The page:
How to Get Rid of Raccoons

The best way to get rid of raccoons is remove food and block paths to temptation. Here’s how.

If raccoons can't get into your house, they'll often get into your trash. Image: Alexa Clark/Flickr

Although raccoons look cute and cuddly, these home pests are the most-reported wildlife species with rabies, according to the Centers for Disease Control and Prevention. Besides scattering garbage on lawns at night, they’re brazen enough to find their way into your home in search of food — either yours or your pet’s. 

Raccoons enter through open doors, windows, and pet doors; they also squeeze through vents and baseball-sized holes in walls and soffits.

And if they can’t get inside, these skillful bandits are going to raid your trash.

Simple ways to raccoon proof your home

  • Seal trash in metal, locking garbage cans. Forget plastic cans that raccoons can chew through. For extra protection, place a cinderblock on top of each can, and wait until the night before pickup to place your trash outdoors. If raccoons have you at wit’s end, try a bear-proof trash bin. A 50-gal.-capacity bin with wheels is about $265.
  • If raccoons still invade your trash cans, build a shed you can padlock, or enclose trash cans within a wire fence with a roof.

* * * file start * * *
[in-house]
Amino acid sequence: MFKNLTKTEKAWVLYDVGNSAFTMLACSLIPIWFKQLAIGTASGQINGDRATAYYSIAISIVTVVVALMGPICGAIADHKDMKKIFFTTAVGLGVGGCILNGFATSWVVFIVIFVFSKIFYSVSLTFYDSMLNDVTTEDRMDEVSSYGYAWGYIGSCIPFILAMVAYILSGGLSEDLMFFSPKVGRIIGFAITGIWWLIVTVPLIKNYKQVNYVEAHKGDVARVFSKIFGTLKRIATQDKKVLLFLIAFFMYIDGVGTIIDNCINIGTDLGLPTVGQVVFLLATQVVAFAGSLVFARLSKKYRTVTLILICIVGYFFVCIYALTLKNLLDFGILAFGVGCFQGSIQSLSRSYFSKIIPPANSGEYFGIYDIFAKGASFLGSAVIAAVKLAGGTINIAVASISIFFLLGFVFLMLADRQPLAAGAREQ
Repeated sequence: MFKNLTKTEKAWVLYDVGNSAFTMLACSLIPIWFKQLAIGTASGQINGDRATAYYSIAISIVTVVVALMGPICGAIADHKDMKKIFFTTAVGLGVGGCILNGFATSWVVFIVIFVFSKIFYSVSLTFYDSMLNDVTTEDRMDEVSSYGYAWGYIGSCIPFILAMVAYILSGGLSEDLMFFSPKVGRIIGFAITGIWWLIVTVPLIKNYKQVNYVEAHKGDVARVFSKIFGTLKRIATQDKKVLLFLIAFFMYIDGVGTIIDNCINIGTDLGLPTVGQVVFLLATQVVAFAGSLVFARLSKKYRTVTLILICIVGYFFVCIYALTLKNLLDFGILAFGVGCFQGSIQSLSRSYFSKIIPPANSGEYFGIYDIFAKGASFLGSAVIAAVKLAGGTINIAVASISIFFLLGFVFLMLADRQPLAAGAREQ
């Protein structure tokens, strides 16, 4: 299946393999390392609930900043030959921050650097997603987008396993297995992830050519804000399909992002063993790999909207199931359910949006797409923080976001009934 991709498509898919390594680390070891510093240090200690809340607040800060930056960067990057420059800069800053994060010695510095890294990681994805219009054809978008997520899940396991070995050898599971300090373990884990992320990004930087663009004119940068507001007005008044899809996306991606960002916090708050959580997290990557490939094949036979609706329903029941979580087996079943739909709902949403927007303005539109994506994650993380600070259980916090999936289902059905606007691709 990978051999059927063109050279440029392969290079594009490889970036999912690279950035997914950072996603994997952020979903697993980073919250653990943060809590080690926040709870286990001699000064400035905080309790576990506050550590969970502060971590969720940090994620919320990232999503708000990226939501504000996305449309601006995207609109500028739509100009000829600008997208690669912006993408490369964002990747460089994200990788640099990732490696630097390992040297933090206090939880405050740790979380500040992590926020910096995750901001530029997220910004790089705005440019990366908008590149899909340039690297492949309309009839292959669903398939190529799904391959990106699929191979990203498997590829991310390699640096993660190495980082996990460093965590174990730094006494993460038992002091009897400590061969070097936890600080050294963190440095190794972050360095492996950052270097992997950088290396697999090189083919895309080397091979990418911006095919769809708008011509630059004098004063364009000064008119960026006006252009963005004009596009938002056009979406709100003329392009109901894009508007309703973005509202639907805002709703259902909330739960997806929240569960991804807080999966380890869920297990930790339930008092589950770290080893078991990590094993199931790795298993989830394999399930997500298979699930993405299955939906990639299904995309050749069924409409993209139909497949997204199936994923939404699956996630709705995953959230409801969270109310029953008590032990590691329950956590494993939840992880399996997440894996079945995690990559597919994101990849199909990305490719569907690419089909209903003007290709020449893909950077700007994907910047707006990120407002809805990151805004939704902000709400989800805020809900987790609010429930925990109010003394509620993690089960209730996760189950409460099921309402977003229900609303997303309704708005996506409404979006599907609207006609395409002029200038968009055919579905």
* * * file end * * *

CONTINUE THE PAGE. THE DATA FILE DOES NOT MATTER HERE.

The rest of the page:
• Inspect your chimney and if necessary, seal it with a chimney cap ($50-$150) that allows smoke to escape but blocks animals from entering.
  • At least twice a year and after big storms, inspect your house for holes in your soffits, foundation, roof, and siding. Reinstall loose soffit panels with concrete screws and sealant. Fill foundation holes with cement.
  • Install heavy-duty steel screens over outdoor vents.
  • Fix holes in screened porches and keep doors latched.
  • Never keep dog or cat food in bowls or bags outside.
  • Avoid hanging corncobs for squirrels, because they attract raccoons, too.
  • Put screening around the bottom of low decks, where raccoons take refuge from rain and heat.

Do you need a pro raccoon eviction?

When you hear the pitter-patter of attic pests overhead, you won’t know if you’re hosting one raccoon or an entire family. This makes trapping and evicting a challenge for amateurs.

Most towns have wildlife regulations that prohibit you from relocating the raccoon, which means if you catch it, you’ll have to kill it, and few home owners have the stomach for that.

It’s better to call a professional. Many counties have animal control officers who will trap and dispose of raccoons for free.

Or, call a professional pest management company that will get rid of raccoons ($350-$600, depending on number), and inspect your home to discover points of entry and other raccoon lures.